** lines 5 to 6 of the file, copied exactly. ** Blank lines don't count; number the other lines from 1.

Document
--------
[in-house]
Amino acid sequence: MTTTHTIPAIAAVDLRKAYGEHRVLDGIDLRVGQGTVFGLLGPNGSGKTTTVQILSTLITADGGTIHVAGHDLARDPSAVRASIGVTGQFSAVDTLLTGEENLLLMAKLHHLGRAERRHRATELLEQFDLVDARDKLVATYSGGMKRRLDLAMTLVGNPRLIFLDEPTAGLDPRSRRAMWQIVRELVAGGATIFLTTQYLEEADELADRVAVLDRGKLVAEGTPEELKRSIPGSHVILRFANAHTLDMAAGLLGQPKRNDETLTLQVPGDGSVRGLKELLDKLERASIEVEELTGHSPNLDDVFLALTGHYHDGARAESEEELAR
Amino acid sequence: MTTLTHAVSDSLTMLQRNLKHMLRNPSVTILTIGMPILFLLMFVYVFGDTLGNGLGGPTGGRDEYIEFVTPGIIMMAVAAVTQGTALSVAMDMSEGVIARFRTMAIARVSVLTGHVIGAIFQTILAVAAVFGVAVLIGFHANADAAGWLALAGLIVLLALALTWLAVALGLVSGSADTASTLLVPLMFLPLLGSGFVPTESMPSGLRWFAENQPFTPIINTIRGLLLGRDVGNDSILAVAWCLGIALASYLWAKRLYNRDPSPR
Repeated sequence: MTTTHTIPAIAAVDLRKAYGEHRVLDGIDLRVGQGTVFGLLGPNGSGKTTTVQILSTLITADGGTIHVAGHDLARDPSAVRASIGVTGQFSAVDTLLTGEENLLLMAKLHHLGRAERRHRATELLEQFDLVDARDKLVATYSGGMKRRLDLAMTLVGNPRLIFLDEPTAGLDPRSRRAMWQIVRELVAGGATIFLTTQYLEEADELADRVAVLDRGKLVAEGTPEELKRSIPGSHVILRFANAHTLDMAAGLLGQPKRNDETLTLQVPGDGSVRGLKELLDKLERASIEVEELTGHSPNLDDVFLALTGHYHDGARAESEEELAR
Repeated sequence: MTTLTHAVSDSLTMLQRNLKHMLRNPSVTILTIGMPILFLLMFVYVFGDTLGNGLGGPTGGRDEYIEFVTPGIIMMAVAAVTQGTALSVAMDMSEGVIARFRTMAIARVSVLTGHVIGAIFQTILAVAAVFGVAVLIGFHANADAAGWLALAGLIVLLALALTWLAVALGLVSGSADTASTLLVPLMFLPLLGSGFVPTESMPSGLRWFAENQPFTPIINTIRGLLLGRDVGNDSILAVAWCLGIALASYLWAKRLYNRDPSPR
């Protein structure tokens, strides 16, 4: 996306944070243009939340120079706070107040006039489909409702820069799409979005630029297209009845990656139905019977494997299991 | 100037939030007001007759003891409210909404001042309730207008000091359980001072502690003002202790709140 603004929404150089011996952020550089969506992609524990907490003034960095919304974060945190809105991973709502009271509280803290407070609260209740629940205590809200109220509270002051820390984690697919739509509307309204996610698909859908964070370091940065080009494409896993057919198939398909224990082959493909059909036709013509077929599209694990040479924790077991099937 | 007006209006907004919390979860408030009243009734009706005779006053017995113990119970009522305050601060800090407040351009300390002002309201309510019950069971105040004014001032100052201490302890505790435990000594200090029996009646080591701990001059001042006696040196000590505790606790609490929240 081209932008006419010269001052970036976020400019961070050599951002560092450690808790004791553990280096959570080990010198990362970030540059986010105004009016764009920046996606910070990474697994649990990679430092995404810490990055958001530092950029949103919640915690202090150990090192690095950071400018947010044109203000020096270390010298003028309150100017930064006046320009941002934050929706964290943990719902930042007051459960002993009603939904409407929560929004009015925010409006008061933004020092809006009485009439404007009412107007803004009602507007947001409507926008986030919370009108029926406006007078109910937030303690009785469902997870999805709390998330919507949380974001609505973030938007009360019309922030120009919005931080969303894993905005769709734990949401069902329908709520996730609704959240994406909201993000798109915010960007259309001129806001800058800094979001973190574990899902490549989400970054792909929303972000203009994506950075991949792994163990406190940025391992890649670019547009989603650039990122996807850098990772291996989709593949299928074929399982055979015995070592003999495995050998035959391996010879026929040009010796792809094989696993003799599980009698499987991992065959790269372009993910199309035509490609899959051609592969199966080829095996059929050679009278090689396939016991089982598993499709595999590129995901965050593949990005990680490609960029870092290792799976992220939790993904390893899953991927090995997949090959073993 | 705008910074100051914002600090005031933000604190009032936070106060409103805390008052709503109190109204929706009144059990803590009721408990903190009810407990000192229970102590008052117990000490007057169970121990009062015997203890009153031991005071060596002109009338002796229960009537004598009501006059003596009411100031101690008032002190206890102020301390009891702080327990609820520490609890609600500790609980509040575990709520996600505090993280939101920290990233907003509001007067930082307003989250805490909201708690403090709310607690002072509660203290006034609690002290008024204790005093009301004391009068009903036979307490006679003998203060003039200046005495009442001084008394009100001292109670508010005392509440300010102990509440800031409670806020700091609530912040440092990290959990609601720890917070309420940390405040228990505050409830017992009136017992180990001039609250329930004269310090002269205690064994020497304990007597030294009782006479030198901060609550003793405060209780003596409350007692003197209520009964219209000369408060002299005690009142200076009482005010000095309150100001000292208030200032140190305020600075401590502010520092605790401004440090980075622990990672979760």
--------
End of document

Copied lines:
Repeated sequence: MTTLTHAVSDSLTMLQRNLKHMLRNPSVTILTIGMPILFLLMFVYVFGDTLGNGLGGPTGGRDEYIEFVTPGIIMMAVAAVTQGTALSVAMDMSEGVIARFRTMAIARVSVLTGHVIGAIFQTILAVAAVFGVAVLIGFHANADAAGWLALAGLIVLLALALTWLAVALGLVSGSADTASTLLVPLMFLPLLGSGFVPTESMPSGLRWFAENQPFTPIINTIRGLLLGRDVGNDSILAVAWCLGIALASYLWAKRLYNRDPSPR
């Protein structure tokens, strides 16, 4: 996306944070243009939340120079706070107040006039489909409702820069799409979005630029297209009845990656139905019977494997299991 | 100037939030007001007759003891409210909404001042309730207008000091359980001072502690003002202790709140 603004929404150089011996952020550089969506992609524990907490003034960095919304974060945190809105991973709502009271509280803290407070609260209740629940205590809200109220509270002051820390984690697919739509509307309204996610698909859908964070370091940065080009494409896993057919198939398909224990082959493909059909036709013509077929599209694990040479924790077991099937 | 007006209006907004919390979860408030009243009734009706005779006053017995113990119970009522305050601060800090407040351009300390002002309201309510019950069971105040004014001032100052201490302890505790435990000594200090029996009646080591701990001059001042006696040196000590505790606790609490929240 081209932008006419010269001052970036976020400019961070050599951002560092450690808790004791553990280096959570080990010198990362970030540059986010105004009016764009920046996606910070990474697994649990990679430092995404810490990055958001530092950029949103919640915690202090150990090192690095950071400018947010044109203000020096270390010298003028309150100017930064006046320009941002934050929706964290943990719902930042007051459960002993009603939904409407929560929004009015925010409006008061933004020092809006009485009439404007009412107007803004009602507007947001409507926008986030919370009108029926406006007078109910937030303690009785469902997870999805709390998330919507949380974001609505973030938007009360019309922030120009919005931080969303894993905005769709734990949401069902329908709520996730609704959240994406909201993000798109915010960007259309001129806001800058800094979001973190574990899902490549989400970054792909929303972000203009994506950075991949792994163990406190940025391992890649670019547009989603650039990122996807850098990772291996989709593949299928074929399982055979015995070592003999495995050998035959391996010879026929040009010796792809094989696993003799599980009698499987991992065959790269372009993910199309035509490609899959051609592969199966080829095996059929050679009278090689396939016991089982598993499709595999590129995901965050593949990005990680490609960029870092290792799976992220939790993904390893899953991927090995997949090959073993 | 705008910074100051914002600090005031933000604190009032936070106060409103805390008052709503109190109204929706009144059990803590009721408990903190009810407990000192229970102590008052117990000490007057169970121990009062015997203890009153031991005071060596002109009338002796229960009537004598009501006059003596009411100031101690008032002190206890102020301390009891702080327990609820520490609890609600500790609980509040575990709520996600505090993280939101920290990233907003509001007067930082307003989250805490909201708690403090709310607690002072509660203290006034609690002290008024204790005093009301004391009068009903036979307490006679003998203060003039200046005495009442001084008394009100001292109670508010005392509440300010102990509440800031409670806020700091609530912040440092990290959990609601720890917070309420940390405040228990505050409830017992009136017992180990001039609250329930004269310090002269205690064994020497304990007597030294009782006479030198901060609550003793405060209780003596409350007692003197209520009964219209000369408060002299005690009142200076009482005010000095309150100001000292208030200032140190305020600075401590502010520092605790401004440090980075622990990672979760």